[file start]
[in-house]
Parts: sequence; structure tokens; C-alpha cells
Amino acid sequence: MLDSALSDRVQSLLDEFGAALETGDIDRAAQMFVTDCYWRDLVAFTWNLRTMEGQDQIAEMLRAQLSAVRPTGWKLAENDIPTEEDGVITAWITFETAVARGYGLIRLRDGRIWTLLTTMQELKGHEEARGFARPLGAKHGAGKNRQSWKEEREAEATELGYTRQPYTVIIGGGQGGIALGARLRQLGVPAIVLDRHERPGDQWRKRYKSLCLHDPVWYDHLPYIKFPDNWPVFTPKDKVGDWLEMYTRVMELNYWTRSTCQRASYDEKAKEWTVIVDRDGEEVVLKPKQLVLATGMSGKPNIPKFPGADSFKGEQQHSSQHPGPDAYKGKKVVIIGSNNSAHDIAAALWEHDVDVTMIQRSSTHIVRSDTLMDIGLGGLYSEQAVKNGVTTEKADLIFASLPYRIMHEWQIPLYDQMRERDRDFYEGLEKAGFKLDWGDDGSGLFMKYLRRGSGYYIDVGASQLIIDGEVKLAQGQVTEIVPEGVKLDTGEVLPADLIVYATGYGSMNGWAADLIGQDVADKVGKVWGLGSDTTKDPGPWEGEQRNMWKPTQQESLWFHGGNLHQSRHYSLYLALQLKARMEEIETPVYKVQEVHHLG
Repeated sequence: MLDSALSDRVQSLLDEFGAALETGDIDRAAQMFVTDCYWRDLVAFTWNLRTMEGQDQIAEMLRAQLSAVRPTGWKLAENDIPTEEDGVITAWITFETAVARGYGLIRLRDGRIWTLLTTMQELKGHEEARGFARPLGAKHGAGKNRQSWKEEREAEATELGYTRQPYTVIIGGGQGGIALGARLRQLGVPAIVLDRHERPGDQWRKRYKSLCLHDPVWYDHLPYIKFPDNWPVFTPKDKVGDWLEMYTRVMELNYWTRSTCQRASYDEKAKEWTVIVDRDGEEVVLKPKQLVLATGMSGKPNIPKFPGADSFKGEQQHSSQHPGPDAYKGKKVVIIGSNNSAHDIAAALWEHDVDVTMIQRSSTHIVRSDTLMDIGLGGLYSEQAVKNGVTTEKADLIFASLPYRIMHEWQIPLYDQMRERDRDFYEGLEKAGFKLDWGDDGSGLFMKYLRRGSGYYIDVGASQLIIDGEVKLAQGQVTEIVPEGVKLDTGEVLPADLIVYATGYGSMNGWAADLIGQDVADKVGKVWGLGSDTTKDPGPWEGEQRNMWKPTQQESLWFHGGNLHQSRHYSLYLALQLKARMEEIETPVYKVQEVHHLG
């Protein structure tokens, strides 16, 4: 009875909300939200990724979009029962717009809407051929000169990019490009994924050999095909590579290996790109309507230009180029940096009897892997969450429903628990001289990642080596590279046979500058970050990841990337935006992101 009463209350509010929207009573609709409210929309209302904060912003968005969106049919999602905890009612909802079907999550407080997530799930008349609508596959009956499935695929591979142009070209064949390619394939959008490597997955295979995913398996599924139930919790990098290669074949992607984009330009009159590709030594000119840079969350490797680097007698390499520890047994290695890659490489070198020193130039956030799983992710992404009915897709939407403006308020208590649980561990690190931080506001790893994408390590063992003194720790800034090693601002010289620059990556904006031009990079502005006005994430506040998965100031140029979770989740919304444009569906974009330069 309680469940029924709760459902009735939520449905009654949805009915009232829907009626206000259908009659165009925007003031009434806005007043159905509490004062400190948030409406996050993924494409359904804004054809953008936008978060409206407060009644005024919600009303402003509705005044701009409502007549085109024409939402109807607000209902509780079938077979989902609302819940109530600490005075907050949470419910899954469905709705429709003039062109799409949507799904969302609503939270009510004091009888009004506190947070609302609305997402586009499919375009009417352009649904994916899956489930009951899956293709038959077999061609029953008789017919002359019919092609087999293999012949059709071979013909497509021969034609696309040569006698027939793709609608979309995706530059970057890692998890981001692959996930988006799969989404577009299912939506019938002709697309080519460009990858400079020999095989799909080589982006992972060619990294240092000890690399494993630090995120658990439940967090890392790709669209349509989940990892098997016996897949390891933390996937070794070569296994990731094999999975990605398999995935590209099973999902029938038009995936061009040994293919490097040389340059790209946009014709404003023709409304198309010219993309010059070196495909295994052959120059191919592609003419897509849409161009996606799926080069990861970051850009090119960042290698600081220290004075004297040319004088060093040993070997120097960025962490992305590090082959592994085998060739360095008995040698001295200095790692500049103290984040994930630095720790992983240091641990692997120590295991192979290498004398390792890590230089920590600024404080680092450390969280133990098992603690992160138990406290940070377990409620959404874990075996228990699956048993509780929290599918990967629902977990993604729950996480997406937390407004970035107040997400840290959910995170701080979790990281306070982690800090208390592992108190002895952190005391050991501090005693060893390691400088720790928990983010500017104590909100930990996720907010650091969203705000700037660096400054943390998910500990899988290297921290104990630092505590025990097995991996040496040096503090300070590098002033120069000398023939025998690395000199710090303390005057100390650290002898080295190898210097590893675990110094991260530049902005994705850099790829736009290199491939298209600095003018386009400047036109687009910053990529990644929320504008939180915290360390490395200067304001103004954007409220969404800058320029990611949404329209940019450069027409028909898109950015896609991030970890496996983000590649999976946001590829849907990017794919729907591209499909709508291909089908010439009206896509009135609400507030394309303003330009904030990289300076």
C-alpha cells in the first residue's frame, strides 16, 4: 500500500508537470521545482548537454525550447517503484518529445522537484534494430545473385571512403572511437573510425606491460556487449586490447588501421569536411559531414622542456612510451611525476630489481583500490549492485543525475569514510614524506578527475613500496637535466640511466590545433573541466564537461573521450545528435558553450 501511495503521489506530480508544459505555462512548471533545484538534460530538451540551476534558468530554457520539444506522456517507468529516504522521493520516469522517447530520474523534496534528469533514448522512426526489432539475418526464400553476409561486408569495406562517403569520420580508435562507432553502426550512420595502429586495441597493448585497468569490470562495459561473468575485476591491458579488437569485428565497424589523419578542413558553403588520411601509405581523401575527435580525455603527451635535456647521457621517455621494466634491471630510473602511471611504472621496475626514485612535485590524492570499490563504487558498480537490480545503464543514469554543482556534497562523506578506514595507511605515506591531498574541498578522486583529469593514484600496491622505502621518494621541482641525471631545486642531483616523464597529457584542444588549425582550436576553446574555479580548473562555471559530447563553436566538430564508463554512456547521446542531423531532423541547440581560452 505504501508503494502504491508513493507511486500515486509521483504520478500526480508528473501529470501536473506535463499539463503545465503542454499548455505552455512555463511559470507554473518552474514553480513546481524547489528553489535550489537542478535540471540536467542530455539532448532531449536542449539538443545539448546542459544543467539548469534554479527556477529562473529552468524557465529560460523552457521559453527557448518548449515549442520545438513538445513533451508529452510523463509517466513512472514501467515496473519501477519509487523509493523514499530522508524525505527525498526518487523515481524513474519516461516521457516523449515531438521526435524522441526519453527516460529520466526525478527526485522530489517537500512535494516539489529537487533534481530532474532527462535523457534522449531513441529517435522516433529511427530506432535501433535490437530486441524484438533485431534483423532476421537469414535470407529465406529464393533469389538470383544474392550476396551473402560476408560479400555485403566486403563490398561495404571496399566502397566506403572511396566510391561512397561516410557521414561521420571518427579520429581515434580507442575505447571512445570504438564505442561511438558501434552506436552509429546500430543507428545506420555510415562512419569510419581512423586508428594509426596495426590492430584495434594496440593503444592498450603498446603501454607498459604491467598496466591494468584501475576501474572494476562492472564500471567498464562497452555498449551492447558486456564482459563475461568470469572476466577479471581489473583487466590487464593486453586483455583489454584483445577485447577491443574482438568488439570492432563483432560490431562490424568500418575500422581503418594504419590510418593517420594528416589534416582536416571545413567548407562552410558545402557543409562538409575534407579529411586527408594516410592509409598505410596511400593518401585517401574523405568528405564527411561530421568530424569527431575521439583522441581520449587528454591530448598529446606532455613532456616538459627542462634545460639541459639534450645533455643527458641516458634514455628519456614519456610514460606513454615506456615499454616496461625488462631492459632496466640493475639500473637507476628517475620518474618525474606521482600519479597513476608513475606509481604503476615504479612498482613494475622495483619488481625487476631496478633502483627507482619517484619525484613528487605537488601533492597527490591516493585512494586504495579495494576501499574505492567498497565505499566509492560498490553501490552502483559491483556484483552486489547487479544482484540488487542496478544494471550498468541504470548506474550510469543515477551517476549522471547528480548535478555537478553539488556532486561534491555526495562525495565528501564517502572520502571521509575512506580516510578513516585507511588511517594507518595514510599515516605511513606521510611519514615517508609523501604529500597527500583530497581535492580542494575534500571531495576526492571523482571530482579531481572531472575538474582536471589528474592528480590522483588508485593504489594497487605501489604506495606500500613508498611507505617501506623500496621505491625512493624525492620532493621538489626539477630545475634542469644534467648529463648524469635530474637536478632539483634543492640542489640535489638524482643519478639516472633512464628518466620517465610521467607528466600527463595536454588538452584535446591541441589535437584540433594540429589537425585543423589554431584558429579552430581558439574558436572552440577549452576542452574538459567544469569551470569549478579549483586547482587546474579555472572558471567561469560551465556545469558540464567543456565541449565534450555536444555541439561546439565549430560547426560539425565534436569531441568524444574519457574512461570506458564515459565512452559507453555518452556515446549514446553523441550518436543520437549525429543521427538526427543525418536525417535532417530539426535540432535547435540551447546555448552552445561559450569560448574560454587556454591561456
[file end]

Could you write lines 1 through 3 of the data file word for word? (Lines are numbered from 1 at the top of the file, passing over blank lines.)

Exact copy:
[in-house]
Parts: sequence; structure tokens; C-alpha cells
Amino acid sequence: MLDSALSDRVQSLLDEFGAALETGDIDRAAQMFVTDCYWRDLVAFTWNLRTMEGQDQIAEMLRAQLSAVRPTGWKLAENDIPTEEDGVITAWITFETAVARGYGLIRLRDGRIWTLLTTMQELKGHEEARGFARPLGAKHGAGKNRQSWKEEREAEATELGYTRQPYTVIIGGGQGGIALGARLRQLGVPAIVLDRHERPGDQWRKRYKSLCLHDPVWYDHLPYIKFPDNWPVFTPKDKVGDWLEMYTRVMELNYWTRSTCQRASYDEKAKEWTVIVDRDGEEVVLKPKQLVLATGMSGKPNIPKFPGADSFKGEQQHSSQHPGPDAYKGKKVVIIGSNNSAHDIAAALWEHDVDVTMIQRSSTHIVRSDTLMDIGLGGLYSEQAVKNGVTTEKADLIFASLPYRIMHEWQIPLYDQMRERDRDFYEGLEKAGFKLDWGDDGSGLFMKYLRRGSGYYIDVGASQLIIDGEVKLAQGQVTEIVPEGVKLDTGEVLPADLIVYATGYGSMNGWAADLIGQDVADKVGKVWGLGSDTTKDPGPWEGEQRNMWKPTQQESLWFHGGNLHQSRHYSLYLALQLKARMEEIETPVYKVQEVHHLG